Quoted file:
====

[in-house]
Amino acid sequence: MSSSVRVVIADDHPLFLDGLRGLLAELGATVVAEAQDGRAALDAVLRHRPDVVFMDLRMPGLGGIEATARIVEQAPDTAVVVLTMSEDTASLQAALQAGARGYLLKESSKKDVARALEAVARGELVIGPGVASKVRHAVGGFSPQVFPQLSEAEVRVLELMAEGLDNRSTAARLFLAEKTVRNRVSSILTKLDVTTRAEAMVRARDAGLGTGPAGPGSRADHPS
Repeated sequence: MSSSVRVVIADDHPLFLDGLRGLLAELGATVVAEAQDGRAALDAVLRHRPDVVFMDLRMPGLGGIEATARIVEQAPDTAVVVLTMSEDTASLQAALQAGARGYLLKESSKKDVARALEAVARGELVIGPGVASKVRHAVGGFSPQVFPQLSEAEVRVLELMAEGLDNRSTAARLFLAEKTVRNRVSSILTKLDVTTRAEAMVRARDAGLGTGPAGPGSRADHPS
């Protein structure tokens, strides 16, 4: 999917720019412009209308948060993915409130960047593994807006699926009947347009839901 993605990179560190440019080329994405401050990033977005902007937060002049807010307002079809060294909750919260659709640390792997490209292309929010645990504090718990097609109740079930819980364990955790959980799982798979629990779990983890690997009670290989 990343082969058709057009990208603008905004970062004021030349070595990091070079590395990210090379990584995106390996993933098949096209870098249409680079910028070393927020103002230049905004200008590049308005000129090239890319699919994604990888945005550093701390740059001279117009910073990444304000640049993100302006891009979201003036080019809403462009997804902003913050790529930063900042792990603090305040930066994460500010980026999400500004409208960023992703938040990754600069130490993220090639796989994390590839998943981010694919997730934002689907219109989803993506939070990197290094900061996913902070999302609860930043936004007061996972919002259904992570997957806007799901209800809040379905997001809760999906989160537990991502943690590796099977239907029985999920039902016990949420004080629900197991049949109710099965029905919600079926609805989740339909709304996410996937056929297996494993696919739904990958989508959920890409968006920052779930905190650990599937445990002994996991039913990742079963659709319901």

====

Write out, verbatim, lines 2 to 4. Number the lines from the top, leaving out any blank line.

Amino acid sequence: MSSSVRVVIADDHPLFLDGLRGLLAELGATVVAEAQDGRAALDAVLRHRPDVVFMDLRMPGLGGIEATARIVEQAPDTAVVVLTMSEDTASLQAALQAGARGYLLKESSKKDVARALEAVARGELVIGPGVASKVRHAVGGFSPQVFPQLSEAEVRVLELMAEGLDNRSTAARLFLAEKTVRNRVSSILTKLDVTTRAEAMVRARDAGLGTGPAGPGSRADHPS
Repeated sequence: MSSSVRVVIADDHPLFLDGLRGLLAELGATVVAEAQDGRAALDAVLRHRPDVVFMDLRMPGLGGIEATARIVEQAPDTAVVVLTMSEDTASLQAALQAGARGYLLKESSKKDVARALEAVARGELVIGPGVASKVRHAVGGFSPQVFPQLSEAEVRVLELMAEGLDNRSTAARLFLAEKTVRNRVSSILTKLDVTTRAEAMVRARDAGLGTGPAGPGSRADHPS
């Protein structure tokens, strides 16, 4: 999917720019412009209308948060993915409130960047593994807006699926009947347009839901 993605990179560190440019080329994405401050990033977005902007937060002049807010307002079809060294909750919260659709640390792997490209292309929010645990504090718990097609109740079930819980364990955790959980799982798979629990779990983890690997009670290989 990343082969058709057009990208603008905004970062004021030349070595990091070079590395990210090379990584995106390996993933098949096209870098249409680079910028070393927020103002230049905004200008590049308005000129090239890319699919994604990888945005550093701390740059001279117009910073990444304000640049993100302006891009979201003036080019809403462009997804902003913050790529930063900042792990603090305040930066994460500010980026999400500004409208960023992703938040990754600069130490993220090639796989994390590839998943981010694919997730934002689907219109989803993506939070990197290094900061996913902070999302609860930043936004007061996972919002259904992570997957806007799901209800809040379905997001809760999906989160537990991502943690590796099977239907029985999920039902016990949420004080629900197991049949109710099965029905919600079926609805989740339909709304996410996937056929297996494993696919739904990958989508959920890409968006920052779930905190650990599937445990002994996991039913990742079963659709319901």